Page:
Primary schoolchildren Martha and Chloe are best friends who run a club called the Secret Circle and play games together. Then Colette arrives. She is ostensibly more grown-up, interested in fashion and boys. She woos Chloe away from Martha. Eventually Martha is forced to surrender her Secret Circle membership badge. So hurt and humiliated is Martha that she vows never again to make a friendship.
Martha’s single parent mother is hard up. Her brother Robbie is at a loose end, since his best friend is away on holiday. When Martha’s mother takes a job in a hairdressing salon, Martha and Robbie have to go and help. The work is boring and the boss Alesha puts on a phony Italian accent, as well as referring to hairdressing styles as ‘head refurbishments’. Making too much noise, the children are expelled from the salon. They see a strange creature emerging from some unoccupied flats. The creature turns out to be the Mingle (or companion) of Opal Moonbaby. Opal is vaguely human-looking except for her purple eyes. She is from the planet Carnelia, engaged on a mysterious quest to Earth about which she is distinctly cagey. In the remainder of the book the reader must discover what the true nature of Opal’s quest is, whether she can accomplish it and how Opal and Martha must change their preconceptions about life and people so that the quest can be accomplished.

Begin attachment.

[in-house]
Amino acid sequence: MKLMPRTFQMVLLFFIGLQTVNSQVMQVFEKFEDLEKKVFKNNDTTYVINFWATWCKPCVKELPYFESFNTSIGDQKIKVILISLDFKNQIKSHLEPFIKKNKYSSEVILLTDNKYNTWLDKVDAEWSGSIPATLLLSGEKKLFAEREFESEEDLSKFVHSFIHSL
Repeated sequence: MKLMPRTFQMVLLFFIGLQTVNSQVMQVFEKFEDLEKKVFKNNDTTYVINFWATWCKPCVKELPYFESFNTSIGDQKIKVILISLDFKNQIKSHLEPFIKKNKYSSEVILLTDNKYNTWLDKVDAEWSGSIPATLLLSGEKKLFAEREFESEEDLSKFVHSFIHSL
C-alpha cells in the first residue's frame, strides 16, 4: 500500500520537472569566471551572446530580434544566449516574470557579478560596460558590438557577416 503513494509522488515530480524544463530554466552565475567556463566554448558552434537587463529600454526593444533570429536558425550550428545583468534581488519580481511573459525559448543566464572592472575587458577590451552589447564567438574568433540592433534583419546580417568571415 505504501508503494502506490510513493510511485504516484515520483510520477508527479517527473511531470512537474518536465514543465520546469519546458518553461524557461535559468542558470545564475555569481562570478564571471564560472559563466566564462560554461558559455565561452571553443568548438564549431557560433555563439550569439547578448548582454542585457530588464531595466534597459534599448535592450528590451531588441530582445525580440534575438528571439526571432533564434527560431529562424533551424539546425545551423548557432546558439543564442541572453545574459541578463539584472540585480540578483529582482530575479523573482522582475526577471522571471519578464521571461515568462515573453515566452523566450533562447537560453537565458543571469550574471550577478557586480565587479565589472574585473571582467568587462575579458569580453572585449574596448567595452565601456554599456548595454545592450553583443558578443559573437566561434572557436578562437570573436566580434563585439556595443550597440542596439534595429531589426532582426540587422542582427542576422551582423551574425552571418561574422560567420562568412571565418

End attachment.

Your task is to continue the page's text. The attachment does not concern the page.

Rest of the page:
With fantasy stories like this, the most serious critical question is whether the willing suspension of disbelief is sustained. Here the characters are believable and their actions and responses ring true. Many of the interactions are marked with genuine humour. Opal has superhuman psychic powers and uses them to strip pretensions from those human characters who ring false. The language used in the narrative is appropriate and consistent, with one or two daring insertions that work pretty well.